Survey paints positive view of telemedicine market
Tuesday, September 22, 2015
HIMSS Analytics recently published a new report, "Essentials Brief: Telemedicine Study" — a survey of health IT executives that finds an increase in the adoption of telemedicine solutions and services, from 54.5 percent in 2014 to 57.7 percent in 2015. Small, but sizable.
FierceHealthIT reports that the Web-based study included responses from nearly 270 executives, IT professionals, clinicians, department heads and ambulatory physicians.
According to a brief by Healthcare Dive, the study showed 70 percent of respondents who use telemedicine utilize two-way video — the most commonly used form of telemedicine. Another popular communication vessel for telemedicine is through a patient portal via the Web, usually accessed through the health organization's website.
"Leveraging data from the HIMSS Analytics Database and a survey of healthcare IT leaders, the findings of this study paint an optimistic view of the U.S. telemedicine market," HIMSS writes in the report's executive summary.
One challenge identified through the research is defining telemedicine, which was recognized by survey respondents to include a wide variety of solutions — from video conferencing and remote monitoring to patient portals and even email communication.
"The term telemedicine is recognized by the survey participants to envelope a wide array of solutions," the report states. "Historically, no one solution/service has emerged as dominant in the telemedicine space but a shift has begun to occur as organizations have realized the importance of expanding their services, improving care and lowering costs."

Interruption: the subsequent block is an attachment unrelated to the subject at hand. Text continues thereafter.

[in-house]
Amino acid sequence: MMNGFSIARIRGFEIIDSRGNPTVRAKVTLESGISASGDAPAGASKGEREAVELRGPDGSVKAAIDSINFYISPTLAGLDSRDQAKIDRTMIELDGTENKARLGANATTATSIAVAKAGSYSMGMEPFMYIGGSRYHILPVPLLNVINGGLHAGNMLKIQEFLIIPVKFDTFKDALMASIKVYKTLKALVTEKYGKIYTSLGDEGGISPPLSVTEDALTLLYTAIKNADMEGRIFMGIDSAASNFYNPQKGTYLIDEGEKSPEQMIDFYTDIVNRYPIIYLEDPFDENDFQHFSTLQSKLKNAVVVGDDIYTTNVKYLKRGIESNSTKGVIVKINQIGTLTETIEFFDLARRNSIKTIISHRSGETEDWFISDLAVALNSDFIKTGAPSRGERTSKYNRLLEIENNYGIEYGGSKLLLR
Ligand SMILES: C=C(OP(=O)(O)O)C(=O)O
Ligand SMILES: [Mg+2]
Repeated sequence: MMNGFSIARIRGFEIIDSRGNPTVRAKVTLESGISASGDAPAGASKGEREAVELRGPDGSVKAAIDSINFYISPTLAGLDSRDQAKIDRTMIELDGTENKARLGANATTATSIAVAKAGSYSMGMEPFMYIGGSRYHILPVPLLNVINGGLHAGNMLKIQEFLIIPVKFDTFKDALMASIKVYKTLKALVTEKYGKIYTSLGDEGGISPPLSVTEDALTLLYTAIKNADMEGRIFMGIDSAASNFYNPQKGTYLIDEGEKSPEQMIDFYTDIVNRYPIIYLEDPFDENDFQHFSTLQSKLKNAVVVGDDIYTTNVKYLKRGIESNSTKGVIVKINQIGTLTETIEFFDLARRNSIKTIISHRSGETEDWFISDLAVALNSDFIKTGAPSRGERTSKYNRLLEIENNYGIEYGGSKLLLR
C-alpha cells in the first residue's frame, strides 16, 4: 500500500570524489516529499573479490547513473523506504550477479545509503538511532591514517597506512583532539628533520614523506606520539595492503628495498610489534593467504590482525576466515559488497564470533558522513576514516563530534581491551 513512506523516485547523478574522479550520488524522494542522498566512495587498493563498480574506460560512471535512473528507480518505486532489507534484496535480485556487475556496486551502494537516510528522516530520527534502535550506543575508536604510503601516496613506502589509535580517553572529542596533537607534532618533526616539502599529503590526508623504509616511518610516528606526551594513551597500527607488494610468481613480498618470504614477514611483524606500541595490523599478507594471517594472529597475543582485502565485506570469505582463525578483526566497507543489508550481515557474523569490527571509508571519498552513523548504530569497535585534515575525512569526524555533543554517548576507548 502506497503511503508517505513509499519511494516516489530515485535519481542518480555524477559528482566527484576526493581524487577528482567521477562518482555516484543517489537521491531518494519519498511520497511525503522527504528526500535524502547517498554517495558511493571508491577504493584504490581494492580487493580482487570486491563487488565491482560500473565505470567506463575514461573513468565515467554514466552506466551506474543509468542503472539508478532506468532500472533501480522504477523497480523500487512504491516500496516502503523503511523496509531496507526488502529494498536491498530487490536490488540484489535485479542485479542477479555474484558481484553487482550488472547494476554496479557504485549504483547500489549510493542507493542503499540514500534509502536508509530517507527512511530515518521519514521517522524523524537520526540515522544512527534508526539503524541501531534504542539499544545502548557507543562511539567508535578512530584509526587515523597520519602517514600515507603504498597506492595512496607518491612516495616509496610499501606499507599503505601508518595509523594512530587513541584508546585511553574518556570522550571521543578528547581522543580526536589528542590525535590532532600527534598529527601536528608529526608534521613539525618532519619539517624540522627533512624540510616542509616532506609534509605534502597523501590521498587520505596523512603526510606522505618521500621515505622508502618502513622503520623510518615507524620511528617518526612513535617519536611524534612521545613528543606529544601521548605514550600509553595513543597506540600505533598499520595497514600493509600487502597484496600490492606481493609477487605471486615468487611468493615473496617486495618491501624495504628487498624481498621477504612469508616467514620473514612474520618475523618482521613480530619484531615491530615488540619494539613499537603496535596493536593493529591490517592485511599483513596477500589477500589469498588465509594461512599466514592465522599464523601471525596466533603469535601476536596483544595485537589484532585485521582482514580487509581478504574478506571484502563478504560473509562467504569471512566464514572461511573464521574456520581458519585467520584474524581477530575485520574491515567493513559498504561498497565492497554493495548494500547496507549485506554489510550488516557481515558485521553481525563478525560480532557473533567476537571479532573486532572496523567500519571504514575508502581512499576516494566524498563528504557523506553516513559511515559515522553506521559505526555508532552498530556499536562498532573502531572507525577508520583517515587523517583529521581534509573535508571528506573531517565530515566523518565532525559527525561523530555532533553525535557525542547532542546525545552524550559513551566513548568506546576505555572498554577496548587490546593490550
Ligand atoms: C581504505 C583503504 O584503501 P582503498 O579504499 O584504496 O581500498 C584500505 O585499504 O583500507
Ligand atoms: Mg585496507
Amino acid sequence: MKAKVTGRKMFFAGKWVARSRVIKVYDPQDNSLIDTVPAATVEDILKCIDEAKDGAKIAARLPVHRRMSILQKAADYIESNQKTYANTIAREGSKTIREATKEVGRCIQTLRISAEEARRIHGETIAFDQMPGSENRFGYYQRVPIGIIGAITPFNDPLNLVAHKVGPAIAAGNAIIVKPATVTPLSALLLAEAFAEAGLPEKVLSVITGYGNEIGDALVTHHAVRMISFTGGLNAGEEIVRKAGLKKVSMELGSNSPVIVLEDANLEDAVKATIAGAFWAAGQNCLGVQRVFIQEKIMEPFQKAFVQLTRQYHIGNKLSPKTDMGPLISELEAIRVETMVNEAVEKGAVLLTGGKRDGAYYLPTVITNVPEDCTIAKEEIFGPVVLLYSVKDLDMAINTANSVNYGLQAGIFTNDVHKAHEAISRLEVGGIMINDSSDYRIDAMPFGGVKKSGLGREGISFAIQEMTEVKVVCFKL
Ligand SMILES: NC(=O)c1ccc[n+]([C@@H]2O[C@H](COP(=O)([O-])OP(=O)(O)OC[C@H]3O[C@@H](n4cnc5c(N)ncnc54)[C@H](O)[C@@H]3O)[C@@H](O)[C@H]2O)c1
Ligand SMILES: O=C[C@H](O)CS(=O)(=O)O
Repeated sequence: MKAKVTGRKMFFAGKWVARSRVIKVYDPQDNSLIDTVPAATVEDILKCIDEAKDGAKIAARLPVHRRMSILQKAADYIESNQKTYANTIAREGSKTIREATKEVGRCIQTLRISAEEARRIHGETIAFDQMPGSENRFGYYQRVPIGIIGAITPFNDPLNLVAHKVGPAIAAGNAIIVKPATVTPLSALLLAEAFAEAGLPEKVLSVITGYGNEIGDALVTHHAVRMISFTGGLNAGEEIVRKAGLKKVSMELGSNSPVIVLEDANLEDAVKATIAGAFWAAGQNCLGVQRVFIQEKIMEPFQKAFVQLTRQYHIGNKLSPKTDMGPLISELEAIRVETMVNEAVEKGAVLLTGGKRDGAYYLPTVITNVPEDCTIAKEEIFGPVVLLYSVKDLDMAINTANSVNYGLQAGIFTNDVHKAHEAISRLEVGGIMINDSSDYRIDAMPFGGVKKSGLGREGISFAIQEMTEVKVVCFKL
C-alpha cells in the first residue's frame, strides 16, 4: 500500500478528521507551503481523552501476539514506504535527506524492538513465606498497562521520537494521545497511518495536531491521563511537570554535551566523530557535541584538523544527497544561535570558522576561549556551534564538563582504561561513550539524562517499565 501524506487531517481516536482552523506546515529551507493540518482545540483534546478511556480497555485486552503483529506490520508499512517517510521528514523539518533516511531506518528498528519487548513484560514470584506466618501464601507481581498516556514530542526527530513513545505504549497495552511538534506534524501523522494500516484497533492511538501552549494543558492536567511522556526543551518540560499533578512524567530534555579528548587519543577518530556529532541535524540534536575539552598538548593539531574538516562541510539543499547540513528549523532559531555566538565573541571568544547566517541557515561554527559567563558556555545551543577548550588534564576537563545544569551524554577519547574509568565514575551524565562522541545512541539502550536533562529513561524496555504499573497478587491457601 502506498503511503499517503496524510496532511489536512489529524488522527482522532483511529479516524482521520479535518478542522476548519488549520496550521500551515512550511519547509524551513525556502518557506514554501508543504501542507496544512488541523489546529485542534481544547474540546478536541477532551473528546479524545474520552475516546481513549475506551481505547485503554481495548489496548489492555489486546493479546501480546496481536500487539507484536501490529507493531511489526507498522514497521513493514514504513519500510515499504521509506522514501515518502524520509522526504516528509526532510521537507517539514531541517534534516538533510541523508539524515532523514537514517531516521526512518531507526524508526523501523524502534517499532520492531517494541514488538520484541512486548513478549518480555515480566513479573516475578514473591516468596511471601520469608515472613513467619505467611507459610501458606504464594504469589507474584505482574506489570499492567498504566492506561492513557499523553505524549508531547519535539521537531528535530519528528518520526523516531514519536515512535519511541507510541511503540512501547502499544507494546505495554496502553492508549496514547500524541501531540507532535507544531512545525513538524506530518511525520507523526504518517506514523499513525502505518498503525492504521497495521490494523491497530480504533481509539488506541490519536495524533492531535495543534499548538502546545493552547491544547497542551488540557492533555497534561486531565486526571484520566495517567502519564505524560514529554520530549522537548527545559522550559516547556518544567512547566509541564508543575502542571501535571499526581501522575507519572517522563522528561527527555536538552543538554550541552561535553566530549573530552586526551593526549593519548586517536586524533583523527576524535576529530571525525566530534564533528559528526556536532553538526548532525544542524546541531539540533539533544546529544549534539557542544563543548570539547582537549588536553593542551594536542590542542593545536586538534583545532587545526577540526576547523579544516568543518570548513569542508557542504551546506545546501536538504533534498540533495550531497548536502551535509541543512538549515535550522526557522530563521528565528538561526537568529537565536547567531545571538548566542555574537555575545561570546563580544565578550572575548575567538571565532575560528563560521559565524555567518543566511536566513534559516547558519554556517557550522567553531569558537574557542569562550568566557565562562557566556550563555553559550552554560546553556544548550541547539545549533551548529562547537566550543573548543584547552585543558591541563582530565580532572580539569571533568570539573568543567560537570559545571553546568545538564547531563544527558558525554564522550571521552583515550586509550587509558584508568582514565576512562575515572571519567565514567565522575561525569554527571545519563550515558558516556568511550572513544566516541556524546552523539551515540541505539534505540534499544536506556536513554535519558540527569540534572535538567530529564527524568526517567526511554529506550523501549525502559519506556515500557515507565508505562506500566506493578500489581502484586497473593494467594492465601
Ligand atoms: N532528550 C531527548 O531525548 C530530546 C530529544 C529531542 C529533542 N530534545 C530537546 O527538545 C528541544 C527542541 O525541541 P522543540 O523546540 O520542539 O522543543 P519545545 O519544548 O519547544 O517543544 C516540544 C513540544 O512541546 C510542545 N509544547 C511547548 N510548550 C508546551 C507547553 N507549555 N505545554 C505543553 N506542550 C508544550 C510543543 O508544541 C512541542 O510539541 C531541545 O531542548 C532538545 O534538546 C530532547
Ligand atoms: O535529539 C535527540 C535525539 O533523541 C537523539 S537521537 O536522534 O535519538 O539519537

HIMSS suggests the decision to implement telemedicine technologies by provider organizations may be driven by a need to fill gaps in patient care. The primary model or program organizations are using to achieve this is the "hub and spoke model, which leverages audio and visual communication between originating sites.
This model is supported by specific technology adoption and organizational needs identified within the study. Additionally, organizations have been leveraging their adoption and installation of patient portals to meet some of their telemedicine needs:
"Given the changing paradigm and convergence of patient engagement and empowerment; and the increased reorientation of the healthcare sector toward on-demand access, there is a need for providers to embrace multiple approaches to deploying telemedicine technology. For instance, patient portal or application-focused patient engagement, which was described as services delivered via portal with mobile or desktop access, is the second most employed model or program in use by organizations to meet their telemedicine needs."
According to the report, organizations regularly use more than one of the models, including e-visits, online consulting and remote patient monitoring. Plus, study respondents say the five-year outlook indicates a strong need by provider organizations to use telemedicine solutions/services to expand the level of specialties offered and to improve real-time communication across organizations on multiple levels.
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